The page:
Thursday, August 25, 2016

Good Luck

The Summer edition of Lapham's Quarterly arrived a few months ago.  The focus this time is Luck.  As a log time advocate for the understanding of how important and determinant is the Birth Lottery, I was expecting an enjoyable few months of reading.  While I can't say I am disappointed so far, I also can't say it is one of my favorite editions.  Yes, there is a multitude of essays and stories demonstrating the link between failure and luck, and success and luck.  Perhaps because the concept was already instilled in me, this particular assemblage has not set off bells in my head, or made me say AHA, as has happened while reading other Laphams.

Until I came to a short essay towards the end of the edition.  This particular person's quotes were from a book published in 2008.  He begins by commenting on the phrase, "Luck is when opportunity meets preparedness", a comment with which he agrees, then furthers by suggesting that those who complain about others' luck aren't working themselves into luck.  "If you want to be lucky, prepare for something big", he says.

Further, he comments on those who vent their frustrations and anxieties.  How there is a trend of thought that says that venting ones problems is healthier than keeping them inside.  Unfortunately, he states, this is only true to a point.  Complaining without doing anything about it can be detrimental to one's physical and mental well being.  With the advent of blogging and other forms of social media, he continues, "people are spending way too much time harping on negative themes.  The emphasis is out of balance, and the negative focus doesn't help the situation."

He goes on further to say, "Don't dwell so much on a problem that you've exhausted yourself before you can even entertain a solution.  It just doesn't make sense."

And finally, "It takes brainpower and energy to think positively and creatively - and to see creatively and positively.  Going negative is the easy way, the lazy way.  Use your brainpower to focus on positives and solutions, and your own mind-set will help create your own luck."  

Some good stuff there.  I like the part about exhausting yourself in worry to the point where you have no energy left to address a problem.  We seem to be a nation of worriers if one is to believe all the stats about our usage of anti-depressants.  Also, I especially like the part about going negative being the easy way, the lazy way.  It reminds me of all those people who look for simple answers to complicated problems, who prefer the offerings of simple answers, black and white answers, and/or a deflection of a solution via blaming others, particularly a segment of the population that is not like oneself.  When complex problems require complex solutions, the lazy approach is to offer simple answers steeped in prejudice.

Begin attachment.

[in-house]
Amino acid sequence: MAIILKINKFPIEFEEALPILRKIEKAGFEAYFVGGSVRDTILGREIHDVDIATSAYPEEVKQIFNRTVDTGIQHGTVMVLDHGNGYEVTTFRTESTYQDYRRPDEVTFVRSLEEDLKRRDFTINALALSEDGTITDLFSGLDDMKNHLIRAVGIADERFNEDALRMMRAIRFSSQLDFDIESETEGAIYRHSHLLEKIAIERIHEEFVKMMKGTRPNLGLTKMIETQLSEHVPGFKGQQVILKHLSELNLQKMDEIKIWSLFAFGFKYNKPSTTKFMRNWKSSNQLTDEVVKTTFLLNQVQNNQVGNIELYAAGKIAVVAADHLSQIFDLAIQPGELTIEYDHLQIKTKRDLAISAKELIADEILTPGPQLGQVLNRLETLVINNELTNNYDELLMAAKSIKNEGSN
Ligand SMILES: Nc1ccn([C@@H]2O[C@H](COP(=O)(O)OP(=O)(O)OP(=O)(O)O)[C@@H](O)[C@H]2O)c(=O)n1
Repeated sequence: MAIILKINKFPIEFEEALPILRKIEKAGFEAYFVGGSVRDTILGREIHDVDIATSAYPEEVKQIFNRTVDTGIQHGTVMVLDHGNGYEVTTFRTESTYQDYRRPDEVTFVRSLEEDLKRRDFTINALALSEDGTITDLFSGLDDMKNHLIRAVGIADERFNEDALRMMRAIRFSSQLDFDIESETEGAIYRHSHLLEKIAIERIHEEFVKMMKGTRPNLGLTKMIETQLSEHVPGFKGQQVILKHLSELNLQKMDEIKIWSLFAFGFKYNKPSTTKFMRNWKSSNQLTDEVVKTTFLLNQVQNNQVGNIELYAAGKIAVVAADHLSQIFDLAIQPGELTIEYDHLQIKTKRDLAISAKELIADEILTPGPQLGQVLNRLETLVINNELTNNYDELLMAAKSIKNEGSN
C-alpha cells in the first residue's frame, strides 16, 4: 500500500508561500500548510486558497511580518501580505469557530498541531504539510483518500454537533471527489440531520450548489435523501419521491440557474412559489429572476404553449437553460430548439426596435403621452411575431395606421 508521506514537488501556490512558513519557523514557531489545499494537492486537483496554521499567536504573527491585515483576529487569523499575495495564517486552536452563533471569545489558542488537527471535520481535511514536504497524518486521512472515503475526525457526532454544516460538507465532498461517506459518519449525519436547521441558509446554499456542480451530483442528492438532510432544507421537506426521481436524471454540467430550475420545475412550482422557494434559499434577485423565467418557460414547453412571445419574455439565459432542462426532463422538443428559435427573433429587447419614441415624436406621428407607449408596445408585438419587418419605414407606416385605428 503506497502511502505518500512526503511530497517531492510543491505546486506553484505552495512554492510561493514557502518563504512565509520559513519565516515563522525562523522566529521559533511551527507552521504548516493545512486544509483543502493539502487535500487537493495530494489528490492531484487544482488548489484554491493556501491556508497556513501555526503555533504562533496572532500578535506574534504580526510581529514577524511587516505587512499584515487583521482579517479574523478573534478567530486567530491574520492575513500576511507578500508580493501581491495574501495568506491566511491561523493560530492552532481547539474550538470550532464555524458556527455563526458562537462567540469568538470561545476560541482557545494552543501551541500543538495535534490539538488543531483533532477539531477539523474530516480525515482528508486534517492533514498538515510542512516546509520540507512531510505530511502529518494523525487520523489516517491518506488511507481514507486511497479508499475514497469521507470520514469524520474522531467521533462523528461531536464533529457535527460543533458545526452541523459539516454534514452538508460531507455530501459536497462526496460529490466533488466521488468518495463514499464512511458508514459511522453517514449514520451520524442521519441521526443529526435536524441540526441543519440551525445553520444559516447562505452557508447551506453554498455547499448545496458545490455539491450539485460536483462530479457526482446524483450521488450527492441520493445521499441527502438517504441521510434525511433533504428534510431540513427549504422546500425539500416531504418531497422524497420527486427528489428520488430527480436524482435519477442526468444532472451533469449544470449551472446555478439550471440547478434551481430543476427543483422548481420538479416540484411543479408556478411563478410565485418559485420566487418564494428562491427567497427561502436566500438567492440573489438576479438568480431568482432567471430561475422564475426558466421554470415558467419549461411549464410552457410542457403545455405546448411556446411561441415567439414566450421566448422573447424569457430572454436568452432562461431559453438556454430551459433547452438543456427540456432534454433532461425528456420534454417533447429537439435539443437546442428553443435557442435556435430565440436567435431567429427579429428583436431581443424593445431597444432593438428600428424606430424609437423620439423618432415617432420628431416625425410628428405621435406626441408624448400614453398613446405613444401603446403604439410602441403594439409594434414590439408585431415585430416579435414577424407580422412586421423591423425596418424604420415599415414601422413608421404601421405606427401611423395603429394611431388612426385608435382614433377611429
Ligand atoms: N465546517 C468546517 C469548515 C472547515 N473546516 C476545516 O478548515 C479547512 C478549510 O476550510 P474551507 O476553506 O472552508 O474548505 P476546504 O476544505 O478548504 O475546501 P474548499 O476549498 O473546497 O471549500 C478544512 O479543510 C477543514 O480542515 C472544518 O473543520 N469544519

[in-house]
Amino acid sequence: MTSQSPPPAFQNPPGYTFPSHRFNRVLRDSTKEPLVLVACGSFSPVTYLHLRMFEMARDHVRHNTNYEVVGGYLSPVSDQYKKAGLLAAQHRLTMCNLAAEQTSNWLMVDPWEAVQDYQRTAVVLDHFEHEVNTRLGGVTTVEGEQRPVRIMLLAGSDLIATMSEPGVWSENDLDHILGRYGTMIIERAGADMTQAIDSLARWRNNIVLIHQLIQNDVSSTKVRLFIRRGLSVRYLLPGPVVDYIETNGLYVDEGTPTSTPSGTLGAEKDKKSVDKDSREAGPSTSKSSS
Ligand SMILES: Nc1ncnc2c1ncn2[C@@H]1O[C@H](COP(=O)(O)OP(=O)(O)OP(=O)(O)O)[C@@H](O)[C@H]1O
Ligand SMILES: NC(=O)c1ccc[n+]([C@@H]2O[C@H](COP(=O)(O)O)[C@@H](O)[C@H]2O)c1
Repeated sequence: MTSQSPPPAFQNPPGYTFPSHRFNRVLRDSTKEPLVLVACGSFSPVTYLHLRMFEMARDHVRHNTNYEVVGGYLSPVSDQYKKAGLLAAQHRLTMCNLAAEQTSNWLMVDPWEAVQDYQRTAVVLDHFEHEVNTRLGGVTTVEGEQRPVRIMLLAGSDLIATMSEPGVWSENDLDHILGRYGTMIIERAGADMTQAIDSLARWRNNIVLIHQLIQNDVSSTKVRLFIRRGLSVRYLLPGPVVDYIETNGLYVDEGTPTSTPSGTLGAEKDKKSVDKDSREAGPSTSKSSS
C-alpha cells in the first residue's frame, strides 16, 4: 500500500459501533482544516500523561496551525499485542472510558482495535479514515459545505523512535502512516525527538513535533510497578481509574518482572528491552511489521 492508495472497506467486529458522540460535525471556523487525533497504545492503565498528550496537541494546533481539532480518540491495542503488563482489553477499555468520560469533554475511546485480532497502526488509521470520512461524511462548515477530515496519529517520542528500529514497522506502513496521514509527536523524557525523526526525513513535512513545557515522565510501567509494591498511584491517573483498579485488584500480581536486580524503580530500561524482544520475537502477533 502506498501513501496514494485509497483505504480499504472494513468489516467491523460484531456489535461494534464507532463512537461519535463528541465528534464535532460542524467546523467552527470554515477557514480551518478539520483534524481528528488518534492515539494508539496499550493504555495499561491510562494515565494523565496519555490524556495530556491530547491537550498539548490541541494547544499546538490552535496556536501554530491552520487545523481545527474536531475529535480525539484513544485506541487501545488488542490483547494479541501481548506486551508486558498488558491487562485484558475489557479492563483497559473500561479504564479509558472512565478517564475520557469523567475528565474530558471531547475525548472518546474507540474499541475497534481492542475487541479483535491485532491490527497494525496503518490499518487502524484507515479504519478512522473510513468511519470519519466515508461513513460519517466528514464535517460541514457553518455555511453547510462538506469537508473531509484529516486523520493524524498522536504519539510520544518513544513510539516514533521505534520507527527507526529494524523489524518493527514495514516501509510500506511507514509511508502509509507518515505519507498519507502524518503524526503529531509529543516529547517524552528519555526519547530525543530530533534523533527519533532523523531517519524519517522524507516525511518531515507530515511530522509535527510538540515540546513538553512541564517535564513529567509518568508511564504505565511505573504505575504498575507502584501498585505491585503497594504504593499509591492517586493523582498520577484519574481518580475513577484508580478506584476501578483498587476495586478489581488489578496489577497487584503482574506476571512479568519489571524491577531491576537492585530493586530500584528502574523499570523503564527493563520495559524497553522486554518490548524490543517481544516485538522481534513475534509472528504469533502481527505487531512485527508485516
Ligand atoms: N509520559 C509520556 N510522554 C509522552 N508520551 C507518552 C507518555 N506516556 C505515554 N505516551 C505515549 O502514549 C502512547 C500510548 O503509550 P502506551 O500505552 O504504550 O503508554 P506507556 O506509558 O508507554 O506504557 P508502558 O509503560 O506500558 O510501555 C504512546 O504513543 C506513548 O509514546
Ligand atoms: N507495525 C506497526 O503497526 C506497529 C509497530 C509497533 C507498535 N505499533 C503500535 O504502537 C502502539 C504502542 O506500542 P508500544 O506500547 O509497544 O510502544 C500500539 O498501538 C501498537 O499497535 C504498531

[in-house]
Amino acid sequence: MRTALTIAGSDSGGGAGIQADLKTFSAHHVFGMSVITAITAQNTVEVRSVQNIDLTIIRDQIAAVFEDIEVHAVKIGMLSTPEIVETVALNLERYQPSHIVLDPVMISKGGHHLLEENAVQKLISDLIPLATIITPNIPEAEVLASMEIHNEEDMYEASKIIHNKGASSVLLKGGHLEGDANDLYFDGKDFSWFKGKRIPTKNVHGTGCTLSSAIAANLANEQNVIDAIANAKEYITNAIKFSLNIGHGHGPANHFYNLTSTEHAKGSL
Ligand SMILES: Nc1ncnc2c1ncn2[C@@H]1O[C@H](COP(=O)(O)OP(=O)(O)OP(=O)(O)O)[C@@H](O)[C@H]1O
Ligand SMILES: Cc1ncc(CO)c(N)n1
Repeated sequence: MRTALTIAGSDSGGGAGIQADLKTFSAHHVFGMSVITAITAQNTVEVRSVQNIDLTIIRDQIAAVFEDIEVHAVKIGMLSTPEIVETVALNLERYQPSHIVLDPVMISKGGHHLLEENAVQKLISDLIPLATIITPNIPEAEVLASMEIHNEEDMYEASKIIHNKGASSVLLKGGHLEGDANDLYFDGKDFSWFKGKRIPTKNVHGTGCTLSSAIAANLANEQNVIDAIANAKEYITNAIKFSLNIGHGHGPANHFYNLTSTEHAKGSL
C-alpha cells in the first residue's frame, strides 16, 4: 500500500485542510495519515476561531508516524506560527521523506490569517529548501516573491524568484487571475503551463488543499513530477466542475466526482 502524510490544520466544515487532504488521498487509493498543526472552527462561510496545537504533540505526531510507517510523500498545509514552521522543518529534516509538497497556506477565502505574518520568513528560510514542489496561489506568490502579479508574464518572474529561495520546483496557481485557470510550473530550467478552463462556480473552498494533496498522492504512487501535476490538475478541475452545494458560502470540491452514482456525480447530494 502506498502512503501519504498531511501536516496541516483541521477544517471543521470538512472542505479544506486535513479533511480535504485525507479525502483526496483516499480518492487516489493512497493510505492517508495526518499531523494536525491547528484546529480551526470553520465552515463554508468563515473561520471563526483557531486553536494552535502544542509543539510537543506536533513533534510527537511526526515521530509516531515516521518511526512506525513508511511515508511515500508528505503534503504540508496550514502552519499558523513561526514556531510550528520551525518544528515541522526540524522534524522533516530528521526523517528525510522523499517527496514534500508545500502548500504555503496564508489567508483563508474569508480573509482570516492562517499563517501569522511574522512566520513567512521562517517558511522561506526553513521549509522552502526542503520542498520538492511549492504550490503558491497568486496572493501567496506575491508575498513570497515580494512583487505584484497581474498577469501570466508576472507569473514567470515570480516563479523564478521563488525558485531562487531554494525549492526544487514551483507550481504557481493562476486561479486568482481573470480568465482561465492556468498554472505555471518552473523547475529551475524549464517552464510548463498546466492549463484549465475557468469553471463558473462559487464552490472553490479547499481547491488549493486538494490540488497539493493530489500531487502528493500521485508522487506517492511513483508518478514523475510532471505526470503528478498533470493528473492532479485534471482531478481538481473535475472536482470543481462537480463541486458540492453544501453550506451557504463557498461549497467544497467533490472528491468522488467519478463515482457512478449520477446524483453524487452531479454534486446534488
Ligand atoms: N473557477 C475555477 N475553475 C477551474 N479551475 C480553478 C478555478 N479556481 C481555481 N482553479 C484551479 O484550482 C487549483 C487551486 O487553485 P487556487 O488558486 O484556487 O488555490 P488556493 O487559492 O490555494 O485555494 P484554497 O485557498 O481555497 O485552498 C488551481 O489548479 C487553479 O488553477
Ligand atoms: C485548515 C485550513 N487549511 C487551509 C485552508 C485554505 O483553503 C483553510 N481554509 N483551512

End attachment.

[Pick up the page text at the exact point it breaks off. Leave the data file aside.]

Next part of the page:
So, who is this font of wisdom?  None other than Donald Trump, from his book Trump Never Give Up, 2008.


Is the Donald Trump running for president a different person that the one quoted in 2008, or has he used the prep work of the GOP's platform of racism, anti-government ranting, and fear of those with different cultures, then multiplied it with the obsession over President Obama's nation of birth.  Is he lucky to be the GOP nominee, or just more prepared to take advantage of the mind set of a certain population of Americans, especially white, male Americans?

What seems really strange, is that Hillary Clinton has also created her own luck to be in a position to be the first woman President.  Of course, she took the establishment path.  She has held political positions, first lady by default, but then state senator and secretary of state through hard work and personal ambition.  She knows all the players, knows how the system works, and spent the last decade preparing herself for the opportunity, despite the unexpected setback in 2008 when America chose the first Black President rather than the first Woman.

How ironic, the establishment candidate, a woman, vs the outsider, a white male, who in reality is not really an outsider as evidenced by his own words of how he donated to all politicians, GOP as well as Democrat, knowing they would take his calls and ease his path when he needed it.

Of course, one of these paths will win the day in November, while one will come up short.  If we are to believe Trump's words, it is nice to think that the electorate will recognize the lazy way, the negative focused way, the way of division, isolation and prejudice, and vote for the person who puts forward words of cooperation, community, and creativity towards finding solutions for our problems.  
As it appears that Trump is sticking with the path that garnered him the GOP nomination, let's hope that Clinton is that candidate, that she can cobble together a big enough coalition of those who can look past her use of the establishment way (a path no different from one walked by many white male presidents before her), and reject the prepared way that Trump has walked, no ran down so effortlessly.

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